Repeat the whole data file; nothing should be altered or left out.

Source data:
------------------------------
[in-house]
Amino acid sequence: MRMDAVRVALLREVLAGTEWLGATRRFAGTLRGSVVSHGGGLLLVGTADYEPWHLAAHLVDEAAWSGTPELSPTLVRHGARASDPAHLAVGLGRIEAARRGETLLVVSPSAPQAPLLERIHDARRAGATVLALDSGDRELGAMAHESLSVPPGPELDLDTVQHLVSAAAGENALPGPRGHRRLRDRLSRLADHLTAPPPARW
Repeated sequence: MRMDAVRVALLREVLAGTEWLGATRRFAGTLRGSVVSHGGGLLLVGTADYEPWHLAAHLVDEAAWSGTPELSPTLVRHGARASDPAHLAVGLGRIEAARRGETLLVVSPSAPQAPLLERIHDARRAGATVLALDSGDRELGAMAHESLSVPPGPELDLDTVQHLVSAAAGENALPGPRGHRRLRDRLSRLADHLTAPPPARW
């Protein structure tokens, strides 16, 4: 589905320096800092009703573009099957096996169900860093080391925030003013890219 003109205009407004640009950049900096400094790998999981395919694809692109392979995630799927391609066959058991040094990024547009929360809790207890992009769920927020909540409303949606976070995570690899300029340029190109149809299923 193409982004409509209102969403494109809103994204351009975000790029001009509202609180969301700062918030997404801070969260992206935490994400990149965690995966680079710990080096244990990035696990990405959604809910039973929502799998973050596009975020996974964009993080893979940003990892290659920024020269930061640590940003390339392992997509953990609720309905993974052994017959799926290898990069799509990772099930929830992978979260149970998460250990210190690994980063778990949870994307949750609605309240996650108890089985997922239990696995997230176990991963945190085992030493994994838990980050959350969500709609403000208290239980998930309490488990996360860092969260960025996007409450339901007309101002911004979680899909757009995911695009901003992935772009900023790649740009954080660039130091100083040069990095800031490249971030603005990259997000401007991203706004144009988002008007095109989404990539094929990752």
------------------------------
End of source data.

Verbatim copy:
[in-house]
Amino acid sequence: MRMDAVRVALLREVLAGTEWLGATRRFAGTLRGSVVSHGGGLLLVGTADYEPWHLAAHLVDEAAWSGTPELSPTLVRHGARASDPAHLAVGLGRIEAARRGETLLVVSPSAPQAPLLERIHDARRAGATVLALDSGDRELGAMAHESLSVPPGPELDLDTVQHLVSAAAGENALPGPRGHRRLRDRLSRLADHLTAPPPARW
Repeated sequence: MRMDAVRVALLREVLAGTEWLGATRRFAGTLRGSVVSHGGGLLLVGTADYEPWHLAAHLVDEAAWSGTPELSPTLVRHGARASDPAHLAVGLGRIEAARRGETLLVVSPSAPQAPLLERIHDARRAGATVLALDSGDRELGAMAHESLSVPPGPELDLDTVQHLVSAAAGENALPGPRGHRRLRDRLSRLADHLTAPPPARW
């Protein structure tokens, strides 16, 4: 589905320096800092009703573009099957096996169900860093080391925030003013890219 003109205009407004640009950049900096400094790998999981395919694809692109392979995630799927391609066959058991040094990024547009929360809790207890992009769920927020909540409303949606976070995570690899300029340029190109149809299923 193409982004409509209102969403494109809103994204351009975000790029001009509202609180969301700062918030997404801070969260992206935490994400990149965690995966680079710990080096244990990035696990990405959604809910039973929502799998973050596009975020996974964009993080893979940003990892290659920024020269930061640590940003390339392992997509953990609720309905993974052994017959799926290898990069799509990772099930929830992978979260149970998460250990210190690994980063778990949870994307949750609605309240996650108890089985997922239990696995997230176990991963945190085992030493994994838990980050959350969500709609403000208290239980998930309490488990996360860092969260960025996007409450339901007309101002911004979680899909757009995911695009901003992935772009900023790649740009954080660039130091100083040069990095800031490249971030603005990259997000401007991203706004144009988002008007095109989404990539094929990752």